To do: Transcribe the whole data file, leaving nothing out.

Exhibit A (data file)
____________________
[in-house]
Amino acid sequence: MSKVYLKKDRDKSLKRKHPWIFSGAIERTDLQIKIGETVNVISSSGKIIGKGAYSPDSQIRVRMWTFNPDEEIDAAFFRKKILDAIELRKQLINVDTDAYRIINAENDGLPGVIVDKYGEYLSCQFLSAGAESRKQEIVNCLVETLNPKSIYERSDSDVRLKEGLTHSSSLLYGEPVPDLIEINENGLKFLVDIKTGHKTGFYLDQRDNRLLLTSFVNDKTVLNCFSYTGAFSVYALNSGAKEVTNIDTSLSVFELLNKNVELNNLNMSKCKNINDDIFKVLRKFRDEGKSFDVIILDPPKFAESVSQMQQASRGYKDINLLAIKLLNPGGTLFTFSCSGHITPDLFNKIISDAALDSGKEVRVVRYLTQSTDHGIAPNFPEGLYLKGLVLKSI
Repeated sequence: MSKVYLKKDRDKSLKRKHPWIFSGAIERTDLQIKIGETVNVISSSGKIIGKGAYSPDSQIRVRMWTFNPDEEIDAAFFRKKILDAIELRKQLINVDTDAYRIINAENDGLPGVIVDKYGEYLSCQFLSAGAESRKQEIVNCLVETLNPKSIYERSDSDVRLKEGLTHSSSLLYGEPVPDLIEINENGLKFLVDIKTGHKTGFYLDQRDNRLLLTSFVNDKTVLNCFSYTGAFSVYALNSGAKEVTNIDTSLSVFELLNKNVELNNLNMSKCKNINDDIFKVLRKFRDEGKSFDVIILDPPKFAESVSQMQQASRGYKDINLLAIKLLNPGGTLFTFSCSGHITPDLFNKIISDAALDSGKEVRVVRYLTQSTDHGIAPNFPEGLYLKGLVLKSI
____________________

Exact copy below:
[in-house]
Amino acid sequence: MSKVYLKKDRDKSLKRKHPWIFSGAIERTDLQIKIGETVNVISSSGKIIGKGAYSPDSQIRVRMWTFNPDEEIDAAFFRKKILDAIELRKQLINVDTDAYRIINAENDGLPGVIVDKYGEYLSCQFLSAGAESRKQEIVNCLVETLNPKSIYERSDSDVRLKEGLTHSSSLLYGEPVPDLIEINENGLKFLVDIKTGHKTGFYLDQRDNRLLLTSFVNDKTVLNCFSYTGAFSVYALNSGAKEVTNIDTSLSVFELLNKNVELNNLNMSKCKNINDDIFKVLRKFRDEGKSFDVIILDPPKFAESVSQMQQASRGYKDINLLAIKLLNPGGTLFTFSCSGHITPDLFNKIISDAALDSGKEVRVVRYLTQSTDHGIAPNFPEGLYLKGLVLKSI
Repeated sequence: MSKVYLKKDRDKSLKRKHPWIFSGAIERTDLQIKIGETVNVISSSGKIIGKGAYSPDSQIRVRMWTFNPDEEIDAAFFRKKILDAIELRKQLINVDTDAYRIINAENDGLPGVIVDKYGEYLSCQFLSAGAESRKQEIVNCLVETLNPKSIYERSDSDVRLKEGLTHSSSLLYGEPVPDLIEINENGLKFLVDIKTGHKTGFYLDQRDNRLLLTSFVNDKTVLNCFSYTGAFSVYALNSGAKEVTNIDTSLSVFELLNKNVELNNLNMSKCKNINDDIFKVLRKFRDEGKSFDVIILDPPKFAESVSQMQQASRGYKDINLLAIKLLNPGGTLFTFSCSGHITPDLFNKIISDAALDSGKEVRVVRYLTQSTDHGIAPNFPEGLYLKGLVLKSI